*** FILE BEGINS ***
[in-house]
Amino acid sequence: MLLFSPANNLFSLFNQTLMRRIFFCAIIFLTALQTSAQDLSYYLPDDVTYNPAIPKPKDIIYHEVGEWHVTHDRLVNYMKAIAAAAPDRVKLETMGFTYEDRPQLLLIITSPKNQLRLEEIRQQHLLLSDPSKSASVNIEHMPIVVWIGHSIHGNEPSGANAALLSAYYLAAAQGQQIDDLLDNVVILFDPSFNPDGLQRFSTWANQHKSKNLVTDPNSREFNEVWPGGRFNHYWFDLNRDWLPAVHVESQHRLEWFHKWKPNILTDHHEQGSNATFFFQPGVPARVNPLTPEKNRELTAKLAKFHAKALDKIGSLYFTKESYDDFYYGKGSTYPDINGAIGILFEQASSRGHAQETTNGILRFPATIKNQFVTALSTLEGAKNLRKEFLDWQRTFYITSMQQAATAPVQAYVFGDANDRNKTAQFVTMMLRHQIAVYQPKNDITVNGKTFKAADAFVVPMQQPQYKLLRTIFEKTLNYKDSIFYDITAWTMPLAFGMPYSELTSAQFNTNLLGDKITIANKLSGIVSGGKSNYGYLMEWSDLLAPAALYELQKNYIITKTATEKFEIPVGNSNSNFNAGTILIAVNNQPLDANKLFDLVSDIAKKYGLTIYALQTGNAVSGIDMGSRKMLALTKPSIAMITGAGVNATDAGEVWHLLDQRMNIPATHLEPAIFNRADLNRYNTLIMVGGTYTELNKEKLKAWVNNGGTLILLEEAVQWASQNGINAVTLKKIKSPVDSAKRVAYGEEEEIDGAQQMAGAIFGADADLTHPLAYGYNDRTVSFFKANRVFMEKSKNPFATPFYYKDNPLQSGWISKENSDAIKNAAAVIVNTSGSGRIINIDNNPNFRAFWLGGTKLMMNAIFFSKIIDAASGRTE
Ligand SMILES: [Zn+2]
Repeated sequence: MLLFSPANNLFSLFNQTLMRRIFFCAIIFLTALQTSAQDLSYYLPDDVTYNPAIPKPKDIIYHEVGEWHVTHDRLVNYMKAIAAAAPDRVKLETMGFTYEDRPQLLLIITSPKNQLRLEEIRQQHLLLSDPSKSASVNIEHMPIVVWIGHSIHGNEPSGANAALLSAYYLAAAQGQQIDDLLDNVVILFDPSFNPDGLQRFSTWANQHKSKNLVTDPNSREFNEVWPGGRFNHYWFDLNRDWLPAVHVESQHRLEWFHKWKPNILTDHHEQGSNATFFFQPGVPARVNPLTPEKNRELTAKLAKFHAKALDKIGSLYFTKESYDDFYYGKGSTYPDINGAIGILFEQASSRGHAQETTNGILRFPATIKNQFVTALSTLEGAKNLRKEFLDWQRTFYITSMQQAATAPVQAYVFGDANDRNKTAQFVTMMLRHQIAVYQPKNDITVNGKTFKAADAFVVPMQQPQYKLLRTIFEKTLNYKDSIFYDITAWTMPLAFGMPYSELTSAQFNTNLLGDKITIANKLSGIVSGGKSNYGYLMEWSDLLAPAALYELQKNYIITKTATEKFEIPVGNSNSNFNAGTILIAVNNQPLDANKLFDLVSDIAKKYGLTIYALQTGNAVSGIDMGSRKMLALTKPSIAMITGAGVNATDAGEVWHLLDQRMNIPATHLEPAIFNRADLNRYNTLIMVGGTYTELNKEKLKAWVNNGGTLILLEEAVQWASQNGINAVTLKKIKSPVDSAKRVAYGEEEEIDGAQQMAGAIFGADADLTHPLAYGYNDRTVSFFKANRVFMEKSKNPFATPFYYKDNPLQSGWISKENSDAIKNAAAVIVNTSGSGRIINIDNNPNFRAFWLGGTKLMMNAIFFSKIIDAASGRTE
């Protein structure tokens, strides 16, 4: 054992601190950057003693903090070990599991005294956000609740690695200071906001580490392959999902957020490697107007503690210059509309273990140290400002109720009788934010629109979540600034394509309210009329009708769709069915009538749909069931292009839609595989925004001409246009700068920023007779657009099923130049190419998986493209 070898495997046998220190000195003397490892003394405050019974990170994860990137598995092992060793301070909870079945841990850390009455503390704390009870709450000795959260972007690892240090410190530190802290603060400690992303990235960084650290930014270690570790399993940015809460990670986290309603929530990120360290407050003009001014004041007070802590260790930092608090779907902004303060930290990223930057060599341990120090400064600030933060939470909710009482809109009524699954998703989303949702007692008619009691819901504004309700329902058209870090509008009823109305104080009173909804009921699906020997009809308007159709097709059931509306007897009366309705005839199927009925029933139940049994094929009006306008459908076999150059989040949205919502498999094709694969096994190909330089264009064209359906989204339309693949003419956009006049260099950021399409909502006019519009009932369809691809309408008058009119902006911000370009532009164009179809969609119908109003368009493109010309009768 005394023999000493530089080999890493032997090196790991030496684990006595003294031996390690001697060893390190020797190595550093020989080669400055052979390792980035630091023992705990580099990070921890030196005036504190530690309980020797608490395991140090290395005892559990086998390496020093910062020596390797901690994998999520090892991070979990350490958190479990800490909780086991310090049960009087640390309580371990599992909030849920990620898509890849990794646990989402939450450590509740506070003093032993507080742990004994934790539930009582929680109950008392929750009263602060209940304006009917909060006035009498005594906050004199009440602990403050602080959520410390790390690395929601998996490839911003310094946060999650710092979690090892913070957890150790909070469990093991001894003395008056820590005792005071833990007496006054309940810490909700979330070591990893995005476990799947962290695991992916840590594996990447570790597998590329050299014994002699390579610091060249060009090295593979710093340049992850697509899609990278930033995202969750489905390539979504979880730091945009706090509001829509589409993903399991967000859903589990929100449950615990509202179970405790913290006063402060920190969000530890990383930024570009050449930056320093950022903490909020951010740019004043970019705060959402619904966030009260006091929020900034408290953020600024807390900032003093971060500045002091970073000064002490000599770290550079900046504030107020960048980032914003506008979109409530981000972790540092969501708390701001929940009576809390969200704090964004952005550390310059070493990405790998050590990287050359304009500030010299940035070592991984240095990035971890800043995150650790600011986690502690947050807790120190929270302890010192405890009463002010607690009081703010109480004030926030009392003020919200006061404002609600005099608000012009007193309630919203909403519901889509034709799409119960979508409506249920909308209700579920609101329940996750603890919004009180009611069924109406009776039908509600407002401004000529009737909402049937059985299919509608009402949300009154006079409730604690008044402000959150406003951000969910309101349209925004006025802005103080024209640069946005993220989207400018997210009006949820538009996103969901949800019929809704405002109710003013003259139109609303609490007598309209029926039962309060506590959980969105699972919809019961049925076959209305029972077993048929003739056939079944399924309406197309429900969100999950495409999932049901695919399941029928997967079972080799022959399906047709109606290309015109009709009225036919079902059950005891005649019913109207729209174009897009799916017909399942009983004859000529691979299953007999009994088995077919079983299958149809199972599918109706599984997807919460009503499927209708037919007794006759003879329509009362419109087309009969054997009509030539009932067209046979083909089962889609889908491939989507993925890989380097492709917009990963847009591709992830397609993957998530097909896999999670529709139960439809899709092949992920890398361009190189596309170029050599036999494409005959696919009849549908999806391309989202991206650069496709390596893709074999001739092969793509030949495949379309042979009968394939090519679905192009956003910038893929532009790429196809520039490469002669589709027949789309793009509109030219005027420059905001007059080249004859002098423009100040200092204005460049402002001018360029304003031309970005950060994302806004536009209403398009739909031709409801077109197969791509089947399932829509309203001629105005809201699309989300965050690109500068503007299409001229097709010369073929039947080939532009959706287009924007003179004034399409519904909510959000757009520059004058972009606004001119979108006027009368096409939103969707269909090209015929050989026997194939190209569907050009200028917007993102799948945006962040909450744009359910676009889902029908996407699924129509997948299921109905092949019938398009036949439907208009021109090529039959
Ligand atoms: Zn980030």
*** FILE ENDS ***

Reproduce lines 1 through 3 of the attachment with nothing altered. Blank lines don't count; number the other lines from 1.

[in-house]
Amino acid sequence: MLLFSPANNLFSLFNQTLMRRIFFCAIIFLTALQTSAQDLSYYLPDDVTYNPAIPKPKDIIYHEVGEWHVTHDRLVNYMKAIAAAAPDRVKLETMGFTYEDRPQLLLIITSPKNQLRLEEIRQQHLLLSDPSKSASVNIEHMPIVVWIGHSIHGNEPSGANAALLSAYYLAAAQGQQIDDLLDNVVILFDPSFNPDGLQRFSTWANQHKSKNLVTDPNSREFNEVWPGGRFNHYWFDLNRDWLPAVHVESQHRLEWFHKWKPNILTDHHEQGSNATFFFQPGVPARVNPLTPEKNRELTAKLAKFHAKALDKIGSLYFTKESYDDFYYGKGSTYPDINGAIGILFEQASSRGHAQETTNGILRFPATIKNQFVTALSTLEGAKNLRKEFLDWQRTFYITSMQQAATAPVQAYVFGDANDRNKTAQFVTMMLRHQIAVYQPKNDITVNGKTFKAADAFVVPMQQPQYKLLRTIFEKTLNYKDSIFYDITAWTMPLAFGMPYSELTSAQFNTNLLGDKITIANKLSGIVSGGKSNYGYLMEWSDLLAPAALYELQKNYIITKTATEKFEIPVGNSNSNFNAGTILIAVNNQPLDANKLFDLVSDIAKKYGLTIYALQTGNAVSGIDMGSRKMLALTKPSIAMITGAGVNATDAGEVWHLLDQRMNIPATHLEPAIFNRADLNRYNTLIMVGGTYTELNKEKLKAWVNNGGTLILLEEAVQWASQNGINAVTLKKIKSPVDSAKRVAYGEEEEIDGAQQMAGAIFGADADLTHPLAYGYNDRTVSFFKANRVFMEKSKNPFATPFYYKDNPLQSGWISKENSDAIKNAAAVIVNTSGSGRIINIDNNPNFRAFWLGGTKLMMNAIFFSKIIDAASGRTE
Ligand SMILES: [Zn+2]